Dylan Scott

Dylan Scott is a reporter for Talking Points Memo. He previously reported for Governing magazine in Washington, D.C., and the Las Vegas Sun. His work has been recognized with a 2013 American Society of Business Publication Editors award for Best Feature Series and a 2010 Associated Press Society of Ohio award for Best Investigative Reporting. He can be reached at dylan@talkingpointsmemo.com.

Articles by Dylan

Late on the night of Sept. 30, with the federal government just hours away from shutting down, House Republicans quietly made a small change to the House rules that blocked a potential avenue for ending the shutdown.

It went largely unnoticed at the time. But with the shutdown more than a week old and House Democrats searching for any legislative wiggle room to end it, the move looms large in retrospect in the minds of the minority party.

"What people don't know is that they rigged the rules of the House to keep the government shut down," Rep. Chris Van Hollen (D-MD), ranking member of the House Budget Committee, told TPM in an interview. "This is a blatant effort to make sure that the Senate bill did not come up for a vote."

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Ohio Gov. John Kasich (R) is considering accepting Obamacare's Medicaid expansion in his state via executive order, his office confirmed to TPM, after the state legislature stymied his efforts earlier this year.

The possibility was first reported by the Columbus Dispatch. “We continue to explore all our options and just want to get this done," Kasich spokesman Robert Nichols told TPM in an email Wednesday.

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In a letter to U.S senators dated Wednesday, Koch Industries denied ever advocating for a government shutdown as a way to force the defunding of Obamacare. The letter was in response to comments on the Senate floor Tuesday by Senate Majority Leader Harry Reid (D-NV) in which he blamed Koch for the shutdown, which followed a conservative push to pressure Democrats into defunding or delaying Obamacare to keep the government open.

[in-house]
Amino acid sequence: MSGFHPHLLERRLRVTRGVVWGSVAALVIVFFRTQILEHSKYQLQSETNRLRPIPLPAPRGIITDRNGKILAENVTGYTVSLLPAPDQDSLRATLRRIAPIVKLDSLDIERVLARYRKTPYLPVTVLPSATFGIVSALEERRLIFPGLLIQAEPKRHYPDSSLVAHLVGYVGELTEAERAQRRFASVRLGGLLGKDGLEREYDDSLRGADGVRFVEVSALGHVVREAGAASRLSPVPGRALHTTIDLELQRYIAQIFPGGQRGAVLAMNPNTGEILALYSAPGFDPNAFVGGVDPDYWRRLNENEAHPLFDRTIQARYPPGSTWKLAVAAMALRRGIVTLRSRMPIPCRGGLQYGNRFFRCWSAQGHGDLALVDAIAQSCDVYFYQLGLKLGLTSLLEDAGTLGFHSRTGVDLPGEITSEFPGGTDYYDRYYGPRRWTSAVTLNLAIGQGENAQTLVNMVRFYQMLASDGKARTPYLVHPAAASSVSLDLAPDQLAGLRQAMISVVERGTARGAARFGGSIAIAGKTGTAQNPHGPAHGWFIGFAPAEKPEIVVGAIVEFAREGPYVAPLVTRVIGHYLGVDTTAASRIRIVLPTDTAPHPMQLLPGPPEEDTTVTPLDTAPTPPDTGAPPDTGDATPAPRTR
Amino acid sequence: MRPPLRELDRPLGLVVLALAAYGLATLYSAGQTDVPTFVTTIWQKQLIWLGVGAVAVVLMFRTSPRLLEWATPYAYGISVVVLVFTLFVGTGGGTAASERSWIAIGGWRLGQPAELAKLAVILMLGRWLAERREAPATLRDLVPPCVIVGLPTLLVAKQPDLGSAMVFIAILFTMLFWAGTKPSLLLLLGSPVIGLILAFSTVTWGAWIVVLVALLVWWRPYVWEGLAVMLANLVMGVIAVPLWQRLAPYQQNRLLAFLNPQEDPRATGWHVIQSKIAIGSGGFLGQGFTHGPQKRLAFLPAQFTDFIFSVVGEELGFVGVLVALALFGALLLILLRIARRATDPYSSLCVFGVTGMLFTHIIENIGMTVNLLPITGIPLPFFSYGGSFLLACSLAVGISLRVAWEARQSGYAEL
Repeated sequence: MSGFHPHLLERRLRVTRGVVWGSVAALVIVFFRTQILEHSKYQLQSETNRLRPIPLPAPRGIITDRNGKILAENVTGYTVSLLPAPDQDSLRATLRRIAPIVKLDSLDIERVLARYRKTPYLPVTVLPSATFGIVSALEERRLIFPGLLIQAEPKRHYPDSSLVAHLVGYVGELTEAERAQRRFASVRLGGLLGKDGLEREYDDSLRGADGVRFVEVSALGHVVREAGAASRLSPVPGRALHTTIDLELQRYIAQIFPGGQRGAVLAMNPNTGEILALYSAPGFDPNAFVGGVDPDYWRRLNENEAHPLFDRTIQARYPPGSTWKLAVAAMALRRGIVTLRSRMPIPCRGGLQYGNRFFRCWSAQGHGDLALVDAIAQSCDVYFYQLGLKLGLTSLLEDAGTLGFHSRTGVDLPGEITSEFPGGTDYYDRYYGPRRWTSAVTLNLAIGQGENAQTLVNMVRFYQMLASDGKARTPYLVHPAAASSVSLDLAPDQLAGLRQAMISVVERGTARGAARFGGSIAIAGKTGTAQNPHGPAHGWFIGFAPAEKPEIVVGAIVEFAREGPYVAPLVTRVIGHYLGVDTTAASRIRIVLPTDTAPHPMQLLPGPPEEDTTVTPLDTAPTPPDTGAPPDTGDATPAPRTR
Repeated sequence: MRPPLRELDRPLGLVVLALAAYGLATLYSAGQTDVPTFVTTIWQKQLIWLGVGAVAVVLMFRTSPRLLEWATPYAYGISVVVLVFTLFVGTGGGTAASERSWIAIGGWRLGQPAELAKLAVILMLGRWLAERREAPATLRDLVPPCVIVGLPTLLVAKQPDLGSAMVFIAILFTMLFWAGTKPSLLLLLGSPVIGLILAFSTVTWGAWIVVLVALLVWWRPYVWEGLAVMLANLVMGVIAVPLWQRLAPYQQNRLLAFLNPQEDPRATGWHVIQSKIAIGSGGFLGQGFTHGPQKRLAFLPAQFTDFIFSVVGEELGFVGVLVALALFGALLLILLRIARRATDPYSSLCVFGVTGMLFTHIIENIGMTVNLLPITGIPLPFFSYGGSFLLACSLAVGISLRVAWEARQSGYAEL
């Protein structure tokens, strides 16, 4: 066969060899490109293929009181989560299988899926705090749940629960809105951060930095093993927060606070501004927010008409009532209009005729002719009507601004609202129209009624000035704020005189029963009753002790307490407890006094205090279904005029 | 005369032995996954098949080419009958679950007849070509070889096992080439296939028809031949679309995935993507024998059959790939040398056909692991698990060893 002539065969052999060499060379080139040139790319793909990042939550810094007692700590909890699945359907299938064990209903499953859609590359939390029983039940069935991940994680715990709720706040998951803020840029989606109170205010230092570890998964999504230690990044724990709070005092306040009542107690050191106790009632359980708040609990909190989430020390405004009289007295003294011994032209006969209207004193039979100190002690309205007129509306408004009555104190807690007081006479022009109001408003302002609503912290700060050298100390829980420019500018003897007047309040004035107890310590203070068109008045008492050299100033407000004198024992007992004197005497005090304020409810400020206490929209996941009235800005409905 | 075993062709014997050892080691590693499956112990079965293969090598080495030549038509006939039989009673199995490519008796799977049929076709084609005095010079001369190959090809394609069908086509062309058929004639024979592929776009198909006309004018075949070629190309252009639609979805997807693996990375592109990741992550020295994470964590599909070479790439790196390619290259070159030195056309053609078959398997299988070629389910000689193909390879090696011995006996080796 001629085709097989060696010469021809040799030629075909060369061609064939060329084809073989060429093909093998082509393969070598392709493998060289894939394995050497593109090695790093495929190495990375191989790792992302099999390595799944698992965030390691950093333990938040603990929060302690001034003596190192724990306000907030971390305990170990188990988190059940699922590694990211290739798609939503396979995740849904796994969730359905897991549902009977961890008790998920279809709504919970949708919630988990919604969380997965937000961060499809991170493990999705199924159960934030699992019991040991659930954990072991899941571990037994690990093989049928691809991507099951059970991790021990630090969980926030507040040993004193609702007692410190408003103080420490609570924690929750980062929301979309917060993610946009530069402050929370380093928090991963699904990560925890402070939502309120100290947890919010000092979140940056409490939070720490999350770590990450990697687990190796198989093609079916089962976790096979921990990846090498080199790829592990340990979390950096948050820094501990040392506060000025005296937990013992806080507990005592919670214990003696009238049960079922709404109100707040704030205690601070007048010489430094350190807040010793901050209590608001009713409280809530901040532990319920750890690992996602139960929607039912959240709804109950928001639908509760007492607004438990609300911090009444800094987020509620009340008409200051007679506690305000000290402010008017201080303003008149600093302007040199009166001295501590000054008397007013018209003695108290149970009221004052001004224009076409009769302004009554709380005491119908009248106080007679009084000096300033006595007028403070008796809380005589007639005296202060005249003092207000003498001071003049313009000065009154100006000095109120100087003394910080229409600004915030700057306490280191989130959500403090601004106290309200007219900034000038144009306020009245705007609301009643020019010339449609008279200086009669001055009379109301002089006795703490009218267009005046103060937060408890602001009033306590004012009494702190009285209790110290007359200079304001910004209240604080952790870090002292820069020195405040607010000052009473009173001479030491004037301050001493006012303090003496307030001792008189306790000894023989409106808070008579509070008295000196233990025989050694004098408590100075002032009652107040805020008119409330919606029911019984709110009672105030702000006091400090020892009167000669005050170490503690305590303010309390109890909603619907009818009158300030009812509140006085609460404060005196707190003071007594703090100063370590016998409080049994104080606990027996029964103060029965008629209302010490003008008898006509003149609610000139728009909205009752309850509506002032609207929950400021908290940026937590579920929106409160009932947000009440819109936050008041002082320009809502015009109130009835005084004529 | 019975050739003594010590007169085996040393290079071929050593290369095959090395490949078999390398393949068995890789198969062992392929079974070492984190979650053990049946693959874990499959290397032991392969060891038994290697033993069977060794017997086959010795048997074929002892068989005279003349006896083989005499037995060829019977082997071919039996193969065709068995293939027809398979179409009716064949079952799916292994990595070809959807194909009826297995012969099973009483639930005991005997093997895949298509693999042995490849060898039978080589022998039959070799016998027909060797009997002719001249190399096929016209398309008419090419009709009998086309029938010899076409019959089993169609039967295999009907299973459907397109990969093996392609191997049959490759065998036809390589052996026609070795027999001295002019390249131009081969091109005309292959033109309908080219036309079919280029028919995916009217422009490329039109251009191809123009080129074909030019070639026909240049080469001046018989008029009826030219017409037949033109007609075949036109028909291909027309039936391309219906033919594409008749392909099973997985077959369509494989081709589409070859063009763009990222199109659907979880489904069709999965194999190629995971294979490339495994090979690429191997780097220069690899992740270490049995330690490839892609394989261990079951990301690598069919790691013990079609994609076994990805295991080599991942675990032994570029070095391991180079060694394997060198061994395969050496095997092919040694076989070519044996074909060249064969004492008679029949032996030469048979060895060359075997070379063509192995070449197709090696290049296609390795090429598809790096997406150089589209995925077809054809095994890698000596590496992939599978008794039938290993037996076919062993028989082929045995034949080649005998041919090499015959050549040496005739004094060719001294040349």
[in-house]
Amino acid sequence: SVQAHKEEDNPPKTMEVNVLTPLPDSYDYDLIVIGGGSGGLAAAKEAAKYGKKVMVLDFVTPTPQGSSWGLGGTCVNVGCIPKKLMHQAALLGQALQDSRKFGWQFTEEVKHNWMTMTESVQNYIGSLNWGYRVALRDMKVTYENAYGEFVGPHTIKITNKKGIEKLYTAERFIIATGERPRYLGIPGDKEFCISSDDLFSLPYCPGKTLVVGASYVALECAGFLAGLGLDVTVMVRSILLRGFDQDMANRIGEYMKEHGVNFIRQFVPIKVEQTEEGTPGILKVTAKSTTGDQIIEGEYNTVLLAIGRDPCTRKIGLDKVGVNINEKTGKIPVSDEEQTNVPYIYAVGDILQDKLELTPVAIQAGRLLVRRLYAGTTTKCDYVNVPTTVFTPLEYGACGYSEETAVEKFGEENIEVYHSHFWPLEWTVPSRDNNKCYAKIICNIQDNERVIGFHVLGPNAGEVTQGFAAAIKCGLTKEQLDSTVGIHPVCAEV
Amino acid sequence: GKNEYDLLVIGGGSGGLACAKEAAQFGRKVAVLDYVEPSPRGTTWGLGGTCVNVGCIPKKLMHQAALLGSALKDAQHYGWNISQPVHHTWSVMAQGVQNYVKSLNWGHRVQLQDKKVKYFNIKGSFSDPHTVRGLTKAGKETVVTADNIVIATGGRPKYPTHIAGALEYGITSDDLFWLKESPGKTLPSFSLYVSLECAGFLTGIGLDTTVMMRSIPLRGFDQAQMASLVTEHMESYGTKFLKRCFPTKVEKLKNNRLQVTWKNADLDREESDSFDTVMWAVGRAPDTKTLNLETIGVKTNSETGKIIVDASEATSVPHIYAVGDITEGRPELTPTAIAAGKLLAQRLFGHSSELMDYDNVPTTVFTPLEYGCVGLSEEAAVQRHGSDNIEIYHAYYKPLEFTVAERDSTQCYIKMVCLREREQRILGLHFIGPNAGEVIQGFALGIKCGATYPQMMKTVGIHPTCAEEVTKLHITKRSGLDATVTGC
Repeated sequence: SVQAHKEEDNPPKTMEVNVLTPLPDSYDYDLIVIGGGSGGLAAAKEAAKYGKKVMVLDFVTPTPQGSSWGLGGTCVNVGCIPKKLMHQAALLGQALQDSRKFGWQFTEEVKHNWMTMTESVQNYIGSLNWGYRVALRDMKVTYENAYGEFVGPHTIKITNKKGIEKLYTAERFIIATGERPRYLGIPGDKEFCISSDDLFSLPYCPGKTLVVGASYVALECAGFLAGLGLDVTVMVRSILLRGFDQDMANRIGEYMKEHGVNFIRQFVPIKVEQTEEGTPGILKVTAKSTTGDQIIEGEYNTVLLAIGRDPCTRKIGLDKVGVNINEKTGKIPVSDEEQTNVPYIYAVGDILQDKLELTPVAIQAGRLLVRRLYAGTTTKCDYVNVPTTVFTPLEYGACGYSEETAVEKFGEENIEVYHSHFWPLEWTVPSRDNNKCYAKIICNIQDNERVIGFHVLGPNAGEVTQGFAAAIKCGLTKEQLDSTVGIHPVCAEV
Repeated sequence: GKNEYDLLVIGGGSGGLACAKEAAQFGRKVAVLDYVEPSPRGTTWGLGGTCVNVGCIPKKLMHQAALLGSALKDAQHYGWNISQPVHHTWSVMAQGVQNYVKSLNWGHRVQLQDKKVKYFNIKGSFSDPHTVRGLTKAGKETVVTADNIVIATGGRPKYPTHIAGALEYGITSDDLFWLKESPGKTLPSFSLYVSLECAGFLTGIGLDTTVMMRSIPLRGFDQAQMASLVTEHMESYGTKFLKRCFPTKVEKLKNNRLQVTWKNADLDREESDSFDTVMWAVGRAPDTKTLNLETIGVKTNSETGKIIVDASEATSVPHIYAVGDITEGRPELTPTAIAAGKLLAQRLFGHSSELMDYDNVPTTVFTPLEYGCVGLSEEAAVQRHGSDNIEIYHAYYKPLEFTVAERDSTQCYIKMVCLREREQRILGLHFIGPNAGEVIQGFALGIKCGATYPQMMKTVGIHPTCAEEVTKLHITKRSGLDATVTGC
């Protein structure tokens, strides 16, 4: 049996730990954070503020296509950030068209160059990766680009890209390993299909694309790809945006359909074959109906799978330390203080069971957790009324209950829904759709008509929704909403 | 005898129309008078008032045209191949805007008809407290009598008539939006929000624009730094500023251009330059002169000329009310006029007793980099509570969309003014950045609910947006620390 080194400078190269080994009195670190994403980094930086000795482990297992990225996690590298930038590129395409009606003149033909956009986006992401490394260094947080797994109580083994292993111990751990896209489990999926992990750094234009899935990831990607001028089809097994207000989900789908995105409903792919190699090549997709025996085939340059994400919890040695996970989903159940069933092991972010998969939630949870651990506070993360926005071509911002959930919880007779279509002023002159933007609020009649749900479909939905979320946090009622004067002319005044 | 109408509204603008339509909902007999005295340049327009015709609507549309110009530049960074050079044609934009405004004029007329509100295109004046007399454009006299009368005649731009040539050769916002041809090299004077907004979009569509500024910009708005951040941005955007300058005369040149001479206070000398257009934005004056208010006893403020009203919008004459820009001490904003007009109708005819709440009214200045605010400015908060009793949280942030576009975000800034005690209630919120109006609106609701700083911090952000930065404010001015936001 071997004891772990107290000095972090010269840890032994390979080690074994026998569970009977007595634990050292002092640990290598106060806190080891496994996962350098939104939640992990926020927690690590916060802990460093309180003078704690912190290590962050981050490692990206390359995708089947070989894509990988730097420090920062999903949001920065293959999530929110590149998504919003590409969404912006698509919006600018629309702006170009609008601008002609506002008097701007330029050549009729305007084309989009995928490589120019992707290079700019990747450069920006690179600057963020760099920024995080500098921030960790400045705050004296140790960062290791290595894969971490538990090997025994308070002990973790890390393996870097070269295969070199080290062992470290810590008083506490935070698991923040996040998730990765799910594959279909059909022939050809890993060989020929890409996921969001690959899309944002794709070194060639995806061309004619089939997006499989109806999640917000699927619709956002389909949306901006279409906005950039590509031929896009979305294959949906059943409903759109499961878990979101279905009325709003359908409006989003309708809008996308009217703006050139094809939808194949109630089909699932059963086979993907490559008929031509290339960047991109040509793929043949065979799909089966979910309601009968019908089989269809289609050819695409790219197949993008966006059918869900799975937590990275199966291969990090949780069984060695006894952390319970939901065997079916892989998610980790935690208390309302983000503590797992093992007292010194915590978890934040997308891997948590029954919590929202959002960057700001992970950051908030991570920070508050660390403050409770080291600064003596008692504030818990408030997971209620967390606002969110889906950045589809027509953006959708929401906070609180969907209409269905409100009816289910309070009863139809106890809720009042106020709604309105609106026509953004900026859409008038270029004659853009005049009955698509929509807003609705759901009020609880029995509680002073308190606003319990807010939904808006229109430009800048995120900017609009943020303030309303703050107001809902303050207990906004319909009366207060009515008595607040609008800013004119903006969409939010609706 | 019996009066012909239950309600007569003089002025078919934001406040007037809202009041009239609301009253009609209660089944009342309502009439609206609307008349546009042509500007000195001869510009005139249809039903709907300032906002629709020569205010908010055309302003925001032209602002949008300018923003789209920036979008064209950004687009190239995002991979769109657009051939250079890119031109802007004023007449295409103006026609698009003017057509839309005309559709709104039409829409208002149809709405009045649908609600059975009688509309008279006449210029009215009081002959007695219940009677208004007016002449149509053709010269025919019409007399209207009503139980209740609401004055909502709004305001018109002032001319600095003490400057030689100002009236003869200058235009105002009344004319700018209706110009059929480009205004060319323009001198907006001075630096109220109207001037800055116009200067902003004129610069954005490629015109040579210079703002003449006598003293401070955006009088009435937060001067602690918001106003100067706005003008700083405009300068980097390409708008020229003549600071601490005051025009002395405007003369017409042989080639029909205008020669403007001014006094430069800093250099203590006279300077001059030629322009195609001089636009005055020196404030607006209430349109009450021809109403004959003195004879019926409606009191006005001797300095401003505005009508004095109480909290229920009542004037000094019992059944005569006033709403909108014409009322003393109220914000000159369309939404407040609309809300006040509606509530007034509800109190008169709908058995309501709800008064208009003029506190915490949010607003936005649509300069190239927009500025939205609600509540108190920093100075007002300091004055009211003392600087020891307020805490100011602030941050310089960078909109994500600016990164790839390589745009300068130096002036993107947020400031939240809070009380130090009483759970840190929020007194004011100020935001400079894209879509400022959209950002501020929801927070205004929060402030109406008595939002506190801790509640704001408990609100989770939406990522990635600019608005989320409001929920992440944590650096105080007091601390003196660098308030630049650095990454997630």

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A top conservative economist said Tuesday that a default "wouldn't happen" if the federal debt limit were breached, joining a chorus of conservative voices who are downplaying the consequences of a government default.

"I think it's a non-issue. I think it wouldn't happen," Martin Feldstein, a Harvard University economics professor and former chief economic adviser to President Ronald Reagan, told Charlie Rose on Bloomberg TV. "I think default as such is a scare tactic."

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The next move for House Republicans in the government shutdown/debt ceiling fight is asking for a bicameral, bipartisan committee to hash out a deal to raise the debt ceiling, in exchange for spending reforms. A similar group created by the 2011 Budget Control Act failed to craft a long-term deficit reduction deal that both sides found desirable.

So think of this as a zombie supercommittee.

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The United States will reach its federal debt ceiling in T-minus 10 days, and it's looking increasingly plausible that we might blow through it.

Economists of every stripe agree that a U.S. default would be economically catastrophic. But there is a subsection of Republicans -- present in past debt limit debates and reappearing over the last few weeks -- who say that hitting the ceiling isn't a big deal. They aren't just making these pronouncements to reporters, though: according to Roll Call, Sen. Patrick Toomey (R-PA) told Treasury Secretary Jack Lew in a closed-door meeting that he could avoid default even if the debt limit is breached.

Here are eight other GOPers who have made their position public:

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With the American public largely blaming the House GOP for closing the federal government, they're looking for politically expedient programs to fund -- often programs they've criticized in the past -- to try to shift the shutdown heat to Democrats.

That's the cognitive dissonance of the House GOP's shutdown plan. The party of small government has now suddenly found a broad slate of government programs that it wants to fund.

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The Hail Mary strategy proposed by Democrats late last week to end the government shutdown is predicated on one small miracle: moderate Republicans defying their leadership to bring a clean spending bill to the House floor.

But even if the strategy ultimately fails, which now seems likely, Democrats still see it as an opportunity to call out those supposed moderates -- the Peter Kings and Charlie Dents -- who have talked a big game about ending the shutdown, but failed to follow through when presented a procedural path to do it.

"This is a way to smoke out people who say they want to keep the government open right now," Rep. Chris Van Hollen (D-MD), one of the plan's architects, told TPM in an interview Monday. "This is an opportunity for them to put their signatures where their mouths are."

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